Tempest and Sunshine (Chapter 2, page 1 of 11)

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Chapter 2

Next morning before daybreak Mr. Wilmot was aroused from a sound slumber
by what he thought was the worst noise he had ever heard. He instantly
concluded that the house was on fire, and springing up, endeavored to find
his clothes, but in the deep darkness of the room such a thing was
impossible; so he waited a while and tried to find out what the noise
could be.

At last it assumed something of a definite form, and he found it was the
voice of a man calling out in thunder-like tones, "Ho, Jebediah! Come out
with ye! Do you hear? Are you coming?"

Then followed a long catalogue of names, such as Sam, Joe, Jack, Jim, Ike,
Jerry, Nehemiah, Ezariah, Judy, Tilda, Martha, Rachel, Luce and Phema, and
at the end of each name was the same list of questions which had preceded
that of Jebediah; and ever from the negro quarters came the same response,
"Yes, marster, comin'."

By this time all the hens, geese, turkeys and dogs were wide awake and
joining their voices in the chorus, made the night, or rather the morning,
hideous with their outcries. At last the noise subsided. Silence settled
around the house and Wilmot tried to compose himself to sleep. When he
again awoke the sun was shining brightly into his room. He arose and
dressed himself, but felt in no hurry to see "his host," who had come
home, he was sure, and had given such tremendous demonstrations of the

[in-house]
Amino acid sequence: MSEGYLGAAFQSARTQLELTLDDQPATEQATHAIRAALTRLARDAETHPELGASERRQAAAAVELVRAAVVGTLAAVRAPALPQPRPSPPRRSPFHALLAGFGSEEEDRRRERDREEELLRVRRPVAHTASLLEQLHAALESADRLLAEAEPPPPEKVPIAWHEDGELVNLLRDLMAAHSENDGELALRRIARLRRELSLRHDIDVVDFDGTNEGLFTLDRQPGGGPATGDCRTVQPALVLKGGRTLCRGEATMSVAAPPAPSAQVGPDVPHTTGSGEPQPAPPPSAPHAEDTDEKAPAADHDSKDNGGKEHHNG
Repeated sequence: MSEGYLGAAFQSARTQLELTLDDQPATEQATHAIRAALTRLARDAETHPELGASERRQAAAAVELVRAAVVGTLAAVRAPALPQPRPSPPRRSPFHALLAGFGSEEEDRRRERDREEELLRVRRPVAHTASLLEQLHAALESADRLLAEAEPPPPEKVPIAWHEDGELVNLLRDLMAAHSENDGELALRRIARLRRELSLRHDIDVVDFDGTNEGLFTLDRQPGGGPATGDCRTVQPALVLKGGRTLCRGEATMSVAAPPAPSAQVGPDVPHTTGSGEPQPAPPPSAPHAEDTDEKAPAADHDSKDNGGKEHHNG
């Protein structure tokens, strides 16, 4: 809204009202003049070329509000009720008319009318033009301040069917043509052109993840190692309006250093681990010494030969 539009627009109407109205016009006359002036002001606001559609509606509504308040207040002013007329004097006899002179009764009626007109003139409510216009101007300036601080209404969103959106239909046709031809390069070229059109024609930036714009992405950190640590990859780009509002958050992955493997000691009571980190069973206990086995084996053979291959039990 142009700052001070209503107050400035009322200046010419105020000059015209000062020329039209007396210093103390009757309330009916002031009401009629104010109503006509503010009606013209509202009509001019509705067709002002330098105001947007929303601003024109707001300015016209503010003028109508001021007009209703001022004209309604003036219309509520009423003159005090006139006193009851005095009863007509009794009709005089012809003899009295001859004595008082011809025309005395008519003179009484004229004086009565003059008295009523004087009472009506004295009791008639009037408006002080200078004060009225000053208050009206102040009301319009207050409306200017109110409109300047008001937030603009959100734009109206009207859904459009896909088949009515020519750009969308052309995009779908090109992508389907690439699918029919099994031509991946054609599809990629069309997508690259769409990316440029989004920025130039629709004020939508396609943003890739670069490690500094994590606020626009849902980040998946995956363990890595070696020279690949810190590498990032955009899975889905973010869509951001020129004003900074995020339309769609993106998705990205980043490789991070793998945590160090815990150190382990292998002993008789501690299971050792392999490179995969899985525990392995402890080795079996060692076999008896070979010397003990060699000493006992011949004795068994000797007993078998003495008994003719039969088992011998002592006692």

strength of his lungs.

Mr. Wilmot finally descended to the sitting room, where the first object
which presented itself was a man who was certainly six and a half feet
high, and large in proportion. His face was dark and its natural color was
increased by a beard of at least four weeks' growth! He had on his head an
old slouched hat, from under which a few gray locks were visible. As soon
as Wilmot appeared, the uncouth figure advanced toward him, and seizing
his hand, gave a grip, which, if continued long, would certainly have
crushed every bone! He began with-"Well, so you are Mr. Wilmot from New York, hey? Of course a red-hot
Abolitionist, but I don't care for that if you'll only keep your ideas to
yourself and not try to preach your notions to me. I've heard of you

"Heard of me, sir?" said Mr. Wilmot in surprise.

"Yes, of you; and why not? Thar's many a man, not as good as you, judging
by your looks, has had a hearing in his day; but, however, I haint heard
of you by the papers. As I was coming home last night I got along to old
man Edson's, and I seen him swarin' and tarin' round so says I, 'Ho, old
man, what's the row?' 'Oh,' says he, 'that you, Middleton? Nuff's the row.
I've done let my best horse and nigger go off with a man from the free
States, who said he's going to your house, and here 'tis after nine and
Jim not at home yet. Of course they've put out for the river.' 'Now,' says
I, 'don't be a fool, Edson; if that ar chap said he's goin' to my house,
he's goin' thar, I'll bet all my land and niggers he's honest. Likely
Jim's stopped somewhar. You come along with me and we'll find him.' So we
jogged along on the pike till of a sudden we met Prince coming home all
alone! This looked dark, but I told Edson to say nothin' and keep on; so
we came to Woodburn's fine house, and thar in the cabins we seen a bright
light, and heard the niggers larfin like five hundred, and thought we
could distinguish Jim Crow's voice; so we crept slyly up to the window and
looked in and, sure enough, there was Jim, telling a great yarn about the
way you rode and how you got flung onto the gate. It seems he didn't half
hitch Prince, who got oneasy like, and started for home. Edson hollered to
Jim, who came out and told how he didn't go clear here with you, cause you
said you could find the way, and he might go back. Then old man Edson
turned right round and said you were a likely man, and he hoped I'd do all
I could for you. So that's the way I heard of you; and now welcome to old
Kentuck, and welcome to my house, such as it is. It's mighty mean, though,
as 'Tempest' says."

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